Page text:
But if you have an attached garage, this is also a good entry point for them. From there, it's easy to get into the house if you don't have a tight door threshold, or even to enter the attic. The best defense there is to have D-con packets set around the garage. I have several places in the garage where I have constant trays of the stuff set out for them. They find it with ease when they are getting ready to find a warm place to spend the winter. It's not unusual to go out to the garage and see one laying dead in the middle of the floor. The whole idea is to get rid of them out there before they find their way into the house.

    Bookmark   February 19, 2008 at 10:01AM
Thank you for reporting this comment. Undo
hendricus

Ditto what green-zeus says. We had mice when we moved in, caught 4 and put a bowl of poisoned bait in the garage behind some stuff and no more mice, been two+ yrs.

We removed a wall and found out where they were getting in, from the attic they followed all the electric wires 'cause the electricians drilled one inch holes for single wire and left a lot of room for them to get through. Every stud bay that had wires had mice droppings, bays without were clean as a whistle.

    Bookmark   February 19, 2008 at 1:36PM
Thank you for reporting this comment. Undo
mcfromct

Thanks for all of the great advice. You are right about the attached garage issue b/c we have one and, as a city girl, I left a bag of birdseed in the garage last year. Well, we did a major cleaning of the garage this past fall and I can't tell you how much birdseed I found all over the garage behind everything. Since then I had a handyman put these things on the bottom of every door in the breezeway that drag on the floor so nothing could make it into the house that way.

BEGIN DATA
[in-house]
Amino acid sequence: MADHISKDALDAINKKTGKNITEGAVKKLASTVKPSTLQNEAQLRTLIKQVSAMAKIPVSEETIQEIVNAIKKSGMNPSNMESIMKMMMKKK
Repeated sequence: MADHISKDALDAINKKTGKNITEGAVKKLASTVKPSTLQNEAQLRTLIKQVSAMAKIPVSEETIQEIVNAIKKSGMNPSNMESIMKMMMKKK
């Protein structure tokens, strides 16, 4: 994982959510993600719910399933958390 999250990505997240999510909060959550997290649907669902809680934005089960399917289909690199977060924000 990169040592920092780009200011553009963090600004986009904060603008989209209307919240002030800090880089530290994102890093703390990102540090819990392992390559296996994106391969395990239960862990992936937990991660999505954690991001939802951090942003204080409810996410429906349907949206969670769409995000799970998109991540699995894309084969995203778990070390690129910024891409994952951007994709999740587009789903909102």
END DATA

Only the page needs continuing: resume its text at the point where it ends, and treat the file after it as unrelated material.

I will explore the outide in the spring as we have snow still at this time.
The basement is definitely where we have also found them - in the electrical closet and behind a piece of drywall that doesn't go all the way up to the ceiling. I have also seen mouse droppings behind the piano in the basement.
BTW, I have also seen signs of them in the bottom drawer of our last stove that has since been replaced when we changed out our appliances in the kitchen.
In the meantime I need to keep them out of the silverware drawer and I read somewhere else that a Downy dryer sheet and/or peppermint oil (from GNC) both work really well. I'm just going to try it until I can look outside for the holes in the spring.
Thank you all again. I will let you know if the dryer sheets work in the meantime....

    Bookmark   February 19, 2008 at 1:55PM
Thank you for reporting this comment. Undo
hendricus

" I had a handyman put these things on the bottom of every door in the breezeway that drag on the floor so nothing could make it into the house that way. "

Don't bet on it. Put some bait and/or traps in the garage and get the little buggers before they get in the house.

    Bookmark   February 19, 2008 at 4:49PM
Thank you for reporting this comment. Undo